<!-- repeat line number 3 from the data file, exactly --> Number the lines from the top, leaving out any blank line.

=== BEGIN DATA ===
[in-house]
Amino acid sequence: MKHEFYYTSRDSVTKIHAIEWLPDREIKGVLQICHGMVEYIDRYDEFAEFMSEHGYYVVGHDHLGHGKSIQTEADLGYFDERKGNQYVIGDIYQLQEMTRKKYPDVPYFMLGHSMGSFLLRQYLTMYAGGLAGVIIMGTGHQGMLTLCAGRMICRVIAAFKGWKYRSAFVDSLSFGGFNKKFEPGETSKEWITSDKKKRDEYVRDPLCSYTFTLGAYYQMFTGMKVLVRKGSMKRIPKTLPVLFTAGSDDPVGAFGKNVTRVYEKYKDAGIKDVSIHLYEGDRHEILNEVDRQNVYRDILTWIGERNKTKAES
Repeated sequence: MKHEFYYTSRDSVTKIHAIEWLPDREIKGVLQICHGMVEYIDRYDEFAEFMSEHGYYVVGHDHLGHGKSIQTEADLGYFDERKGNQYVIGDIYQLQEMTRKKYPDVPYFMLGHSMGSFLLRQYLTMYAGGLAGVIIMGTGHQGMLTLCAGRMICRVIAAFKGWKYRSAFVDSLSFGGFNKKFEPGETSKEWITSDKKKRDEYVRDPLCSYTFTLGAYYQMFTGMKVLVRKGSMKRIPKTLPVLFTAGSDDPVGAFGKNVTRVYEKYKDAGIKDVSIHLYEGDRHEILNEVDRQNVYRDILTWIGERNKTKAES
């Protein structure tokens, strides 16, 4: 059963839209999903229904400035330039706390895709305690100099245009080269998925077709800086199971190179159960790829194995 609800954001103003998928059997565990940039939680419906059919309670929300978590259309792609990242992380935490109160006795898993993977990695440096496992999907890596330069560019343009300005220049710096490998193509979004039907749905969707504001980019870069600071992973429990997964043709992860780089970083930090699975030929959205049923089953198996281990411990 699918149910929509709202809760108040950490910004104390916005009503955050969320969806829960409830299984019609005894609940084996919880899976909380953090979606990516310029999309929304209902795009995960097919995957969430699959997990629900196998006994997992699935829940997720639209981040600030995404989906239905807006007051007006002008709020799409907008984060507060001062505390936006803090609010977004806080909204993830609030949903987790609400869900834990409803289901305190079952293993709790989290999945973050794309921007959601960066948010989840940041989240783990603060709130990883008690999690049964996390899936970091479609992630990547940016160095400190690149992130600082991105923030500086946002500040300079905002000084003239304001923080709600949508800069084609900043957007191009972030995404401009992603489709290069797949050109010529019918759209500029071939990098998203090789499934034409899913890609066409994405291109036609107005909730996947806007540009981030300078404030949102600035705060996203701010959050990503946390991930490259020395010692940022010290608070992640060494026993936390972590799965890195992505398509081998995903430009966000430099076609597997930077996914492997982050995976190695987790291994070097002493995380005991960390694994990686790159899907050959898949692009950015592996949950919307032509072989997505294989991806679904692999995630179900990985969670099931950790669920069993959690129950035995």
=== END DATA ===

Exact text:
Repeated sequence: MKHEFYYTSRDSVTKIHAIEWLPDREIKGVLQICHGMVEYIDRYDEFAEFMSEHGYYVVGHDHLGHGKSIQTEADLGYFDERKGNQYVIGDIYQLQEMTRKKYPDVPYFMLGHSMGSFLLRQYLTMYAGGLAGVIIMGTGHQGMLTLCAGRMICRVIAAFKGWKYRSAFVDSLSFGGFNKKFEPGETSKEWITSDKKKRDEYVRDPLCSYTFTLGAYYQMFTGMKVLVRKGSMKRIPKTLPVLFTAGSDDPVGAFGKNVTRVYEKYKDAGIKDVSIHLYEGDRHEILNEVDRQNVYRDILTWIGERNKTKAES